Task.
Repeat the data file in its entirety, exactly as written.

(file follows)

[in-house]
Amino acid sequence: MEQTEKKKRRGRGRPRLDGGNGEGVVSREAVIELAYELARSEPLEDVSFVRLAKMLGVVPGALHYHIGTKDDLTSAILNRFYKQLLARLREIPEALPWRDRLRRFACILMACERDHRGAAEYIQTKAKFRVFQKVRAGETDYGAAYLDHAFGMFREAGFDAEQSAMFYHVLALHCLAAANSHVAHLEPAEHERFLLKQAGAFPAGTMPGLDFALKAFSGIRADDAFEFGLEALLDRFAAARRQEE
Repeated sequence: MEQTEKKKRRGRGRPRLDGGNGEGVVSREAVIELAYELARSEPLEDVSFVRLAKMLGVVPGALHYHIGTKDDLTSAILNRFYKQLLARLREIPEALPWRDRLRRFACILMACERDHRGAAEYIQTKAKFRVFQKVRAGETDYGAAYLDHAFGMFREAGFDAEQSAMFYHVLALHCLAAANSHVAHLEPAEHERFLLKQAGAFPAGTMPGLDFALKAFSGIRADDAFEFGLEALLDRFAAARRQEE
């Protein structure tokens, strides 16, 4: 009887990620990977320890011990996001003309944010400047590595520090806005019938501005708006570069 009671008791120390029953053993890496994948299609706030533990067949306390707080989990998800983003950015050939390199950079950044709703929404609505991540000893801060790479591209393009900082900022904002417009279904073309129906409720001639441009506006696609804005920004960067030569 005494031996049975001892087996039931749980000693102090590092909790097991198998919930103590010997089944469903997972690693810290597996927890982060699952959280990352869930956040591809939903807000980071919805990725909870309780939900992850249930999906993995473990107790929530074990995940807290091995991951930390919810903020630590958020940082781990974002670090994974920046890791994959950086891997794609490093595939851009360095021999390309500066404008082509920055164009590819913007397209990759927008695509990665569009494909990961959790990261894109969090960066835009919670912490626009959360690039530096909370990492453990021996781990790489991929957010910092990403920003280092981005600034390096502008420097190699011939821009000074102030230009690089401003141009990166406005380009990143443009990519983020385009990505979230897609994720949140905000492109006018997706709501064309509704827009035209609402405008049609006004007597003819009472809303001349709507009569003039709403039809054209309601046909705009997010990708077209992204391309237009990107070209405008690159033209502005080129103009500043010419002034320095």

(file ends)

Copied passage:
[in-house]
Amino acid sequence: MEQTEKKKRRGRGRPRLDGGNGEGVVSREAVIELAYELARSEPLEDVSFVRLAKMLGVVPGALHYHIGTKDDLTSAILNRFYKQLLARLREIPEALPWRDRLRRFACILMACERDHRGAAEYIQTKAKFRVFQKVRAGETDYGAAYLDHAFGMFREAGFDAEQSAMFYHVLALHCLAAANSHVAHLEPAEHERFLLKQAGAFPAGTMPGLDFALKAFSGIRADDAFEFGLEALLDRFAAARRQEE
Repeated sequence: MEQTEKKKRRGRGRPRLDGGNGEGVVSREAVIELAYELARSEPLEDVSFVRLAKMLGVVPGALHYHIGTKDDLTSAILNRFYKQLLARLREIPEALPWRDRLRRFACILMACERDHRGAAEYIQTKAKFRVFQKVRAGETDYGAAYLDHAFGMFREAGFDAEQSAMFYHVLALHCLAAANSHVAHLEPAEHERFLLKQAGAFPAGTMPGLDFALKAFSGIRADDAFEFGLEALLDRFAAARRQEE
């Protein structure tokens, strides 16, 4: 009887990620990977320890011990996001003309944010400047590595520090806005019938501005708006570069 009671008791120390029953053993890496994948299609706030533990067949306390707080989990998800983003950015050939390199950079950044709703929404609505991540000893801060790479591209393009900082900022904002417009279904073309129906409720001639441009506006696609804005920004960067030569 005494031996049975001892087996039931749980000693102090590092909790097991198998919930103590010997089944469903997972690693810290597996927890982060699952959280990352869930956040591809939903807000980071919805990725909870309780939900992850249930999906993995473990107790929530074990995940807290091995991951930390919810903020630590958020940082781990974002670090994974920046890791994959950086891997794609490093595939851009360095021999390309500066404008082509920055164009590819913007397209990759927008695509990665569009494909990961959790990261894109969090960066835009919670912490626009959360690039530096909370990492453990021996781990790489991929957010910092990403920003280092981005600034390096502008420097190699011939821009000074102030230009690089401003141009990166406005380009990143443009990519983020385009990505979230897609994720949140905000492109006018997706709501064309509704827009035209609402405008049609006004007597003819009472809303001349709507009569003039709403039809054209309601046909705009997010990708077209992204391309237009990107070209405008690159033209502005080129103009500043010419002034320095």